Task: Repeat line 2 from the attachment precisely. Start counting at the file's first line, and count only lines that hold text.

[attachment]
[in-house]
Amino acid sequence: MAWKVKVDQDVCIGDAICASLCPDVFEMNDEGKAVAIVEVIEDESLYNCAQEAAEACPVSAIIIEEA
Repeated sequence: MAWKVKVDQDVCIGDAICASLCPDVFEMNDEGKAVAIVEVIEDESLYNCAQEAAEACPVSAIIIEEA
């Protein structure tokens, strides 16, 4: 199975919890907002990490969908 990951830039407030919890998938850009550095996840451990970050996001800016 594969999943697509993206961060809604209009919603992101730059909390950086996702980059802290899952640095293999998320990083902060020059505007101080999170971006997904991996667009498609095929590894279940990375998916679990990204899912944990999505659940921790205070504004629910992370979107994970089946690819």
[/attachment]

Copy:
Amino acid sequence: MAWKVKVDQDVCIGDAICASLCPDVFEMNDEGKAVAIVEVIEDESLYNCAQEAAEACPVSAIIIEEA